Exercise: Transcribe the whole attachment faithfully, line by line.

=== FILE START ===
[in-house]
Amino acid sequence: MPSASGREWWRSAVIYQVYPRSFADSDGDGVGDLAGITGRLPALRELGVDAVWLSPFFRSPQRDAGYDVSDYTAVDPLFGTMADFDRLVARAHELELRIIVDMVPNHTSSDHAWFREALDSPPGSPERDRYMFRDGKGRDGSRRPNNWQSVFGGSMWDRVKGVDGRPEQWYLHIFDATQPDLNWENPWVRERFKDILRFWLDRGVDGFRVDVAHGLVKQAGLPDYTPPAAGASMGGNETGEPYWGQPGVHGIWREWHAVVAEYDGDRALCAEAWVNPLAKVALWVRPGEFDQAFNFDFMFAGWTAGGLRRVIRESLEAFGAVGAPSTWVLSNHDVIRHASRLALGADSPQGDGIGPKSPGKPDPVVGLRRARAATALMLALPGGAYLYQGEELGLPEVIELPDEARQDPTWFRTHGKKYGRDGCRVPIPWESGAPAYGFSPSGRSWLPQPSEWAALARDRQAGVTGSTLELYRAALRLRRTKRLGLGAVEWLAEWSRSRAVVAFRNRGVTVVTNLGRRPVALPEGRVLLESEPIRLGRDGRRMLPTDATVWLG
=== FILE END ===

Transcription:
[in-house]
Amino acid sequence: MPSASGREWWRSAVIYQVYPRSFADSDGDGVGDLAGITGRLPALRELGVDAVWLSPFFRSPQRDAGYDVSDYTAVDPLFGTMADFDRLVARAHELELRIIVDMVPNHTSSDHAWFREALDSPPGSPERDRYMFRDGKGRDGSRRPNNWQSVFGGSMWDRVKGVDGRPEQWYLHIFDATQPDLNWENPWVRERFKDILRFWLDRGVDGFRVDVAHGLVKQAGLPDYTPPAAGASMGGNETGEPYWGQPGVHGIWREWHAVVAEYDGDRALCAEAWVNPLAKVALWVRPGEFDQAFNFDFMFAGWTAGGLRRVIRESLEAFGAVGAPSTWVLSNHDVIRHASRLALGADSPQGDGIGPKSPGKPDPVVGLRRARAATALMLALPGGAYLYQGEELGLPEVIELPDEARQDPTWFRTHGKKYGRDGCRVPIPWESGAPAYGFSPSGRSWLPQPSEWAALARDRQAGVTGSTLELYRAALRLRRTKRLGLGAVEWLAEWSRSRAVVAFRNRGVTVVTNLGRRPVALPEGRVLLESEPIRLGRDGRRMLPTDATVWLG